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Discussion Starter · #1 ·
So, my chosen/awarded zone for deer opens September 17th and I have a lot of work to do before then, so I'm hoping to get some keen insights from folks here and share some of my data along the way. Location will be in north-central California, up near Oregon just west of Meiss Lake; I'm going with an older friend and life-long hunter who has hunted this area several times (he is a casual/recreational hunter his whole life but never got into reloading).

One "problem" is that I have perhaps too many ingredients and need to really narrow things down without breaking the bank testing all the combinations. I plan to update this thread periodically as things develop.
My hardware is Bison SPR 18", 1:10, sold here: 18" SPR 6.8 SPC Stainless
Some technical details here: The 6.8 Bison Chamber – Bison Ops
Detail on the specific rifle is here: Finally fired my Bison barrel
Also, I have CBB modified PRI magazines, so I can load long. For reloading, I have Forster Co-Ax, Hornady button sizing die, L.E. Wilson bushing sizing die, 0.02 grain resolution digital scale, homemade induction annealer (anneal every firing).

Considerations and concerns:
  • I expect to load for 100-150 yards, but I should probably "be prepared" for 50-200 yards.
  • I am concerned about temperature sensitivity...I will develop loads in 65-85 degree temperatures but expect to shoot in 30-45 degrees (my guess; maybe a bit colder?). This makes me worry about certain powders, AA2200 specifically.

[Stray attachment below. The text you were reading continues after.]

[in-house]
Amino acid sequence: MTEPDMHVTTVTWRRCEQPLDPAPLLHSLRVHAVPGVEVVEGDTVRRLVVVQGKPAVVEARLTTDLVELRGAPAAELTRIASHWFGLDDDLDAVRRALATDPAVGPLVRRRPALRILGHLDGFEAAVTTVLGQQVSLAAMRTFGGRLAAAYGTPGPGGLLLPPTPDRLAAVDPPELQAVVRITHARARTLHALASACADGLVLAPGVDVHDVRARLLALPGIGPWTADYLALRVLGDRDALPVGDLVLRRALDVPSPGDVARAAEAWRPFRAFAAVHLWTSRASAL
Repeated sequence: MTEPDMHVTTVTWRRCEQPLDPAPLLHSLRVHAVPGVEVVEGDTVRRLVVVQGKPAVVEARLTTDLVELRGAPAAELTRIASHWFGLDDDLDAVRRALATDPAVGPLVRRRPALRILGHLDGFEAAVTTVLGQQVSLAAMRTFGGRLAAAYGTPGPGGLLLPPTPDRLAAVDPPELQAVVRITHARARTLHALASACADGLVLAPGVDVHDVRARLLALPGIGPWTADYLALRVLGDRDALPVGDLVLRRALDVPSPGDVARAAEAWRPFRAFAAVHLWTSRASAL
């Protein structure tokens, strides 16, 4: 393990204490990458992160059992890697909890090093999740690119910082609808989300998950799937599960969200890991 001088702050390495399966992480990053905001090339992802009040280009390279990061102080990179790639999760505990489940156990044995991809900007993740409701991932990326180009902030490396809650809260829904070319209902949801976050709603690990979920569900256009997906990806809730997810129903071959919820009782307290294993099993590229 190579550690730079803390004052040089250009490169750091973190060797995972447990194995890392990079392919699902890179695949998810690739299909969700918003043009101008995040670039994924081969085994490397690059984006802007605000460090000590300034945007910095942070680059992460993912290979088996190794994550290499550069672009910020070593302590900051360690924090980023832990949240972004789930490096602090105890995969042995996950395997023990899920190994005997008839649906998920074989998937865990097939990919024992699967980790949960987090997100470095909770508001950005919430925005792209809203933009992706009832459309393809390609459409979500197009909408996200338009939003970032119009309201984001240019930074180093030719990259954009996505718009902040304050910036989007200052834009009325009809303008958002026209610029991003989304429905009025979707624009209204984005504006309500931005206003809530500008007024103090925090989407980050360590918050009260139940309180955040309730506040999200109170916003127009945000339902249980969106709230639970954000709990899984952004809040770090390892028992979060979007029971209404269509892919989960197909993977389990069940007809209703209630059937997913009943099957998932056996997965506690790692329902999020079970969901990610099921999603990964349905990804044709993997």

Ingredients (currently in possession) to choose from:
  • Brass: S&B, once-fired in MY rifle; Hornady unfired; RP (LRP) unfired.
  • Primers: CCI 400, CCI BR-4, CCI 450 (magnum small rifle); CCI 34 (NATO large rifle)
  • Powder: FASTER: AA2200, AA LT-30, AA2015, AA5744; MEDIUM: H335, AA2230, IMR 8208XBR, Ram TAC, Power Pro Varment, VV N530; SLOWER: Leverevolution, BL-C(2), AA2520, Varget, .
  • Bullets: MKZ 105, HDY CX 100gr, HDY GMX 100gr

For bullets, I am pretty much sold on using CBB MKZ...however: NOTE I don't currently have 120 gr MKZ, but given my short intended shooting range, selection of powders, and desire for temperature stability, I am thinking I should buy and use them (?). For powders, I know I'm missing some important ones for 6-8, but I really don't want to buy any more right now.